220px-Carolyn_Gold_HeilbrunDeath is the occasion for the book. Middlebrook died of liposarcoma, which she was diagnosed with not long after she and Miller met; Schor suffered a cerebral hemorrhage at only 58, which, Miller remarks, “while not a tragically young age, is young enough to feel untimely.” Heilbrun, of course, committed suicide: though a relatively small part of the book as a whole, the other women’s reactions to her choice are among the most thought-provoking moments, because they are tied up with their deepest convictions about autonomy, especially for women, as well as with their thoughts about living, aging, and dying. Miller quotes from an exchange about Heilbrun’s death between Middlebrook and Elaine Showalter (another accomplished and very influential feminist scholar of this generation, of course, and another whose work has played a large part in my own scholarly life–her book A Literature of Their Own was the first book of literary criticism I ever bought for myself, when I was just starting down this academic path). Middlebrook argues that the suicide was an act “taken on behalf of what she valued in herself, which was her independence,” while Miller sides with Showalter, at least emotionally, that while the death itself may have been a legitimate choice, it was regrettable that leading up to it Heilbrun had (as Showalter put it) withdrawn herself “from life, from the trivial, quotidian treats that gave pleasure, and from the tasks and obligations that give pleasure to others.” (As a side note, I looked up the rest of the Showalter-Middlebrook exchange because it is also a discussion about retirement, something that, while most likely a decade or more away for me, has begun to pose itself to me as a question: not just when, but what. My attention was especially caught by Showalter’s reference to a book that makes the case for “people reinventing themselves after 55. She believes,” Showalter says, “that it is actually necessary to make major life changes at this point, or fade away.” Hmm. That gives me just over two years!)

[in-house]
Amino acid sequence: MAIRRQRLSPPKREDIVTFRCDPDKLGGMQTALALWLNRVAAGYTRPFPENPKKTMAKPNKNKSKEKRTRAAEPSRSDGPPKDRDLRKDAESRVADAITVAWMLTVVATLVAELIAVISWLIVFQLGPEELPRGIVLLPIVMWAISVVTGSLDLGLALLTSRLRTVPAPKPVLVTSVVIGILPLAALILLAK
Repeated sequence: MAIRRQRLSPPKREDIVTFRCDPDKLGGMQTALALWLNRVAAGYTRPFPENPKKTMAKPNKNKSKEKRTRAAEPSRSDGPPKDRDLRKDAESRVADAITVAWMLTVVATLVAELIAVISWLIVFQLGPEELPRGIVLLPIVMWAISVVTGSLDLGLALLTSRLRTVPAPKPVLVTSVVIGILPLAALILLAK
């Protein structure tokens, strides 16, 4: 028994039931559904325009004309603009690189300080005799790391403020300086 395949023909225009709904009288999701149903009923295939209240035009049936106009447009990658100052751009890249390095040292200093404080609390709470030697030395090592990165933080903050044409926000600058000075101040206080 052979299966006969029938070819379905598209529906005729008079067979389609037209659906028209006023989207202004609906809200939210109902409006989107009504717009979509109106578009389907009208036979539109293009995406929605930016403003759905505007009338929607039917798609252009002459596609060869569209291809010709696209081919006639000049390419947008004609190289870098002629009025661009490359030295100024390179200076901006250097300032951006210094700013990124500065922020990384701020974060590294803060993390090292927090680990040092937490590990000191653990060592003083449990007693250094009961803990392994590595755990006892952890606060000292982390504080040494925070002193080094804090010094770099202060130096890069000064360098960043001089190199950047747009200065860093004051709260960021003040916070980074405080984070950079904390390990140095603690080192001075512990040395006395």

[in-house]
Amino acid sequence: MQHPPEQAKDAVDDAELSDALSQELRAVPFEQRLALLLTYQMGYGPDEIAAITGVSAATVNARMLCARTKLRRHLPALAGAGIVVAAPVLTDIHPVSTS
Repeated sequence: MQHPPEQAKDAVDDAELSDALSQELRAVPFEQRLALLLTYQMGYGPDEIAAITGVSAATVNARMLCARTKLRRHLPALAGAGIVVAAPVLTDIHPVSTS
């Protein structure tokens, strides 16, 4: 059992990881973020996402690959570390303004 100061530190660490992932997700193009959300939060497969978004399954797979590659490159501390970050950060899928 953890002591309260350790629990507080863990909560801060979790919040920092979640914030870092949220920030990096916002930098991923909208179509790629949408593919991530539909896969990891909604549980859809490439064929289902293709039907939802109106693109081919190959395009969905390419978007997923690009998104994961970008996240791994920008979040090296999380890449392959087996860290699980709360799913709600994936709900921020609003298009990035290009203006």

miller-but-enoughIt’s not just her friends’ deaths that prompt and shape Miller’s writing: early in her work on the book, she herself was diagnosed with lung cancer. “You discover that your position, secured among the living, is unstable, unsure,” she observes; “You may have imagined yourself safely on the side of the living, and then suddenly … you are on the verge, possibly, of disappearing yourself.” This increases her desire to be “the subject”–“to be in charge of the story even if it seemed I had lost control of the narrative.”

This is why the generic oddity of the book ends up making sense to me. At first there seemed to be a strange kind of self-assertion to the book, an assumption about the relevance of these very particular and very personal relationships. In themselves, they are probably not that different from many friendships, ones that have been written about (such as that between Vera Brittain and Winifred Holtby) and ones that will never be written about (such as most of the ones all of us experience). But for a feminist theorist, one whose life has been bound up in articulating what (and how) women’s lives mean, and especially one like Miller who has been particularly interested in criticism as a form that intersects with autobiography, some kind of commentary on the complex dynamics of loyalty, affection, support, rivalry, and resentment that made up her most important relationships with other women seems more than reasonable–it seems necessary. Miller is especially aware that in writing this book she is claiming the last word: “What else am I doing here,” she asks at one point, “but sketching biographies of my dead friends without their permission?” But she isn’t using it to put them in their place, to settle scores or fix definitions or perfect narratives about them. My Brilliant Friends is also not a manifesto about the “right” kind of friendship: it doesn’t have and also doesn’t seek that kind of unity. It just offers up Miller’s friendships, warts and all, for readers to think about. It also invites us to think about what Miller’s diagnosis has forced her to confront: not just who we will mourn and why, but who will mourn us, and what role writing will have for us, in that particularly difficult exercise in being human.